Blaming the wicked West for the economic crisis
Eastern Europe has plenty of conspiracy theories, but the truth is more prosaic: markets are usually wrong, often hugely so. When greed trumps fear they are over-enthusiastic, believing all kinds of positive nonsense and pouring money into dodgy companies and countries. Then the tide turns and they overreact, dumping perfectly good assets in an attempt to get their books in order.
Anyone tempted by the idea that outside conspiracy is to blame for eastern Europe’s woes should first reflect on the past. Was it an outside conspiracy that led supposedly sane Western institutions to lend tens of billions of dollars to Russian companies notable for their weak corporate governance and cash-splattered business models?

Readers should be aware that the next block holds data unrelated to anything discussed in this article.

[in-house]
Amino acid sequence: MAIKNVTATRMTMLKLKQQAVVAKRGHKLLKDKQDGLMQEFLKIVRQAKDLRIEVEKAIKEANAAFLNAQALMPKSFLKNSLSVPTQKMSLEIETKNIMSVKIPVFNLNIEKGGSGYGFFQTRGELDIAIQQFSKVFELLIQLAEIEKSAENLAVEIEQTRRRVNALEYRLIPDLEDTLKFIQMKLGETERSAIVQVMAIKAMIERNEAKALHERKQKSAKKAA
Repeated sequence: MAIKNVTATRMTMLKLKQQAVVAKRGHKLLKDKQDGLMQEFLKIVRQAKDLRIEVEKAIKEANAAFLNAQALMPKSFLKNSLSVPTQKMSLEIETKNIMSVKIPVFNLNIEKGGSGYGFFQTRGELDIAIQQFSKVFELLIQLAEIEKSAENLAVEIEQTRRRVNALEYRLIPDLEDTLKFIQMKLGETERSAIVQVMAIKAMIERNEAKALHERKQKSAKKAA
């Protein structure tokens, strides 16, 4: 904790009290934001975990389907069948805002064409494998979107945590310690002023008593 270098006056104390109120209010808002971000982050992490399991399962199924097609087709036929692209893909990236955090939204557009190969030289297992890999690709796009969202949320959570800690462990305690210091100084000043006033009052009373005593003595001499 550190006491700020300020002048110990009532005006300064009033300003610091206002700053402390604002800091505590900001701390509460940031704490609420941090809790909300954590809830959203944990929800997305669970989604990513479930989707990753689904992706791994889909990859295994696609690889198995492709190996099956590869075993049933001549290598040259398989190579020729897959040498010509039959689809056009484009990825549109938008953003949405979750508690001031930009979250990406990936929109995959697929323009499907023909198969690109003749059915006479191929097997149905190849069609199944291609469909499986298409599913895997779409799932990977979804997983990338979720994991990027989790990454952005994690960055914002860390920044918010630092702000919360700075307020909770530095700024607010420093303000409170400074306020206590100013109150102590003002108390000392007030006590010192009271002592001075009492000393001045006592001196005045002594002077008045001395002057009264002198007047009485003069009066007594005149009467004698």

The right word for this is not “conspiracy”. Something like “groupthink” or the “madness of crowds” would be a better term. The wise investors who bailed out of the Russian short-term treasury bill market in early August 1998 made a packet. Those who stayed in lost a fortune. They left for the airport, in one case vowing that they would rather “eat nuclear waste” than invest in Russia again.